If you are curious to find out what your current IP address is visit this site “en*utrace*de" (your internet service provider may change your IP from time to time). This site not only displays your IP address but looks up where you are located.

How do websites block Mexican visitors?

Every time that you visit a web page your internet service provider sends your IP number to the server hosting the web page. For example, when you login to Netflix with your USA account from Mexico, it is possible for Netflix to look up your IP address and block access to movies if you are not also located in the USA. (Actually, any website could block you from seeing their web pages if you are not connecting from one of their “allowed” locations.) It is also possible that your local Mexican Internet service provider might be blocking, for example Skype, so that you can’t make free long distance calls with Skype.

What’s the solution to prevent IP blocking?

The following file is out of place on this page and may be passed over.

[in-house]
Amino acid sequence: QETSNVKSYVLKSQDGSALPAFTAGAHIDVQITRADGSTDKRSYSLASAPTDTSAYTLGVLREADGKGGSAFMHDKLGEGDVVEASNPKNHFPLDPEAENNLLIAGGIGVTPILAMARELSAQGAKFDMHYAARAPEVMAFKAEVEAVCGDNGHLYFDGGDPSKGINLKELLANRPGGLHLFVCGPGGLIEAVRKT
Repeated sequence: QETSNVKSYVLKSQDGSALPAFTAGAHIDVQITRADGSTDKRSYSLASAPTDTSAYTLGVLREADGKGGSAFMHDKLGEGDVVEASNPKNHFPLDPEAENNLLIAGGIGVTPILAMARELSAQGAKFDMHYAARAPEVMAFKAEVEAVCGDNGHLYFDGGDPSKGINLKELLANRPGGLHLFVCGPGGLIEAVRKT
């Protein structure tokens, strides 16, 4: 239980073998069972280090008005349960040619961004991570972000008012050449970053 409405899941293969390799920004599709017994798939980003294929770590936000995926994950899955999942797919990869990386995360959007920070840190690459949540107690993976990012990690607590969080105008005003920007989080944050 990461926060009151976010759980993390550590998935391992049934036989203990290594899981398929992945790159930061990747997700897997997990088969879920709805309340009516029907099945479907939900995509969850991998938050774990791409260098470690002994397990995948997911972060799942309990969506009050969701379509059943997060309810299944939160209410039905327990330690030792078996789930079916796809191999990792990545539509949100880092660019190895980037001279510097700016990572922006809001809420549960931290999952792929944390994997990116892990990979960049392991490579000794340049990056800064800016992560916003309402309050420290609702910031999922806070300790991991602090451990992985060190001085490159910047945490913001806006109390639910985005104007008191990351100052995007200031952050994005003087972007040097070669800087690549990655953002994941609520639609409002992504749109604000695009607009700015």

You could sign up for another Netflix account for Mexico.

Or you could use another company (see “proxy server” in Wikipedia search Google for “How to Unblock Skype”.

Or you could pay a company like HideMyAss (a proxy server company) about $6 per month. They will connect to Netflix by sending Netflix (and other USA based websites that are blocking Mexican visitors) their USA IP address instead of your Mexican located IP address.
Netflix will think you are in the USA and you can watch everything using your USA Netflix account. Netflix cannot find out that this is happening and it is perfectly legal.

Feedback

I’d like to hear from others how they have solved this problem and their experience with proxy servers or anonymous browsing.

Joe in Zapopan, Mexico

* Replace with a period
First of all your IP address is usually the IP address of the INTERNET log on site. That address tells every site that you want to open where you are located. Netflix and all the others are not blocking you as a Mexican visitor but someone who has an Mexican IP address.